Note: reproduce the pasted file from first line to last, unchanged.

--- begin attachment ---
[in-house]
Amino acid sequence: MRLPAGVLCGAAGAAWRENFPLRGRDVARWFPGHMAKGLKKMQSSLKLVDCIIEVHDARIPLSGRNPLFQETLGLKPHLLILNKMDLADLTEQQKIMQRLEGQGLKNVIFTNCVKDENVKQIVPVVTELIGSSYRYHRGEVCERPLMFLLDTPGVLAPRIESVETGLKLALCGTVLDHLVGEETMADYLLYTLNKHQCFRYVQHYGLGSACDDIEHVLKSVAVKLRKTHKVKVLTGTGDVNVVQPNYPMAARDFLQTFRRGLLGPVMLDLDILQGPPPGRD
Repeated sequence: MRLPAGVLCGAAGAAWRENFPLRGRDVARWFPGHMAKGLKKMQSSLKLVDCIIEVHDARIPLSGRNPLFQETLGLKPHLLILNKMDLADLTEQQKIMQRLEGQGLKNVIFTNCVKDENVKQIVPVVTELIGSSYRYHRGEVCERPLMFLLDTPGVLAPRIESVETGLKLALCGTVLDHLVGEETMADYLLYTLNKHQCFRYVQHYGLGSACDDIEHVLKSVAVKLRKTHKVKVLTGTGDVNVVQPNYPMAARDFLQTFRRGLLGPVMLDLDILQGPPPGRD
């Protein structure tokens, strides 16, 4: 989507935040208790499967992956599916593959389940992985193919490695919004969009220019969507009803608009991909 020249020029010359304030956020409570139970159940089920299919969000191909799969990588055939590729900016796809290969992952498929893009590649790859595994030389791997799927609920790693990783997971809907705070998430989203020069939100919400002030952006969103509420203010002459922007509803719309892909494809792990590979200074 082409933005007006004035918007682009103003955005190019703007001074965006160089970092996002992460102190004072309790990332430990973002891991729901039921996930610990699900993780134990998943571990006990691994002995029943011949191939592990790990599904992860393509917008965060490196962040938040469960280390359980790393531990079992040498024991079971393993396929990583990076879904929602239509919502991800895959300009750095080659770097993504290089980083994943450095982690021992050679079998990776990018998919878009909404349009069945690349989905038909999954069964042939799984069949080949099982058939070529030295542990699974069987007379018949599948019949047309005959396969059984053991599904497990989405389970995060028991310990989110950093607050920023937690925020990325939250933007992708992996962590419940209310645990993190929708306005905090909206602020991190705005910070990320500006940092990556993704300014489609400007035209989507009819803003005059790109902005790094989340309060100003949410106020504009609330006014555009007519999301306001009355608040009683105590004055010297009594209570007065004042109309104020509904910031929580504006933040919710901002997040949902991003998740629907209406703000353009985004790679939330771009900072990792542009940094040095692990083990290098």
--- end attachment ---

[in-house]
Amino acid sequence: MRLPAGVLCGAAGAAWRENFPLRGRDVARWFPGHMAKGLKKMQSSLKLVDCIIEVHDARIPLSGRNPLFQETLGLKPHLLILNKMDLADLTEQQKIMQRLEGQGLKNVIFTNCVKDENVKQIVPVVTELIGSSYRYHRGEVCERPLMFLLDTPGVLAPRIESVETGLKLALCGTVLDHLVGEETMADYLLYTLNKHQCFRYVQHYGLGSACDDIEHVLKSVAVKLRKTHKVKVLTGTGDVNVVQPNYPMAARDFLQTFRRGLLGPVMLDLDILQGPPPGRD
Repeated sequence: MRLPAGVLCGAAGAAWRENFPLRGRDVARWFPGHMAKGLKKMQSSLKLVDCIIEVHDARIPLSGRNPLFQETLGLKPHLLILNKMDLADLTEQQKIMQRLEGQGLKNVIFTNCVKDENVKQIVPVVTELIGSSYRYHRGEVCERPLMFLLDTPGVLAPRIESVETGLKLALCGTVLDHLVGEETMADYLLYTLNKHQCFRYVQHYGLGSACDDIEHVLKSVAVKLRKTHKVKVLTGTGDVNVVQPNYPMAARDFLQTFRRGLLGPVMLDLDILQGPPPGRD
């Protein structure tokens, strides 16, 4: 989507935040208790499967992956599916593959389940992985193919490695919004969009220019969507009803608009991909 020249020029010359304030956020409570139970159940089920299919969000191909799969990588055939590729900016796809290969992952498929893009590649790859595994030389791997799927609920790693990783997971809907705070998430989203020069939100919400002030952006969103509420203010002459922007509803719309892909494809792990590979200074 082409933005007006004035918007682009103003955005190019703007001074965006160089970092996002992460102190004072309790990332430990973002891991729901039921996930610990699900993780134990998943571990006990691994002995029943011949191939592990790990599904992860393509917008965060490196962040938040469960280390359980790393531990079992040498024991079971393993396929990583990076879904929602239509919502991800895959300009750095080659770097993504290089980083994943450095982690021992050679079998990776990018998919878009909404349009069945690349989905038909999954069964042939799984069949080949099982058939070529030295542990699974069987007379018949599948019949047309005959396969059984053991599904497990989405389970995060028991310990989110950093607050920023937690925020990325939250933007992708992996962590419940209310645990993190929708306005905090909206602020991190705005910070990320500006940092990556993704300014489609400007035209989507009819803003005059790109902005790094989340309060100003949410106020504009609330006014555009007519999301306001009355608040009683105590004055010297009594209570007065004042109309104020509904910031929580504006933040919710901002997040949902991003998740629907209406703000353009985004790679939330771009900072990792542009940094040095692990083990290098």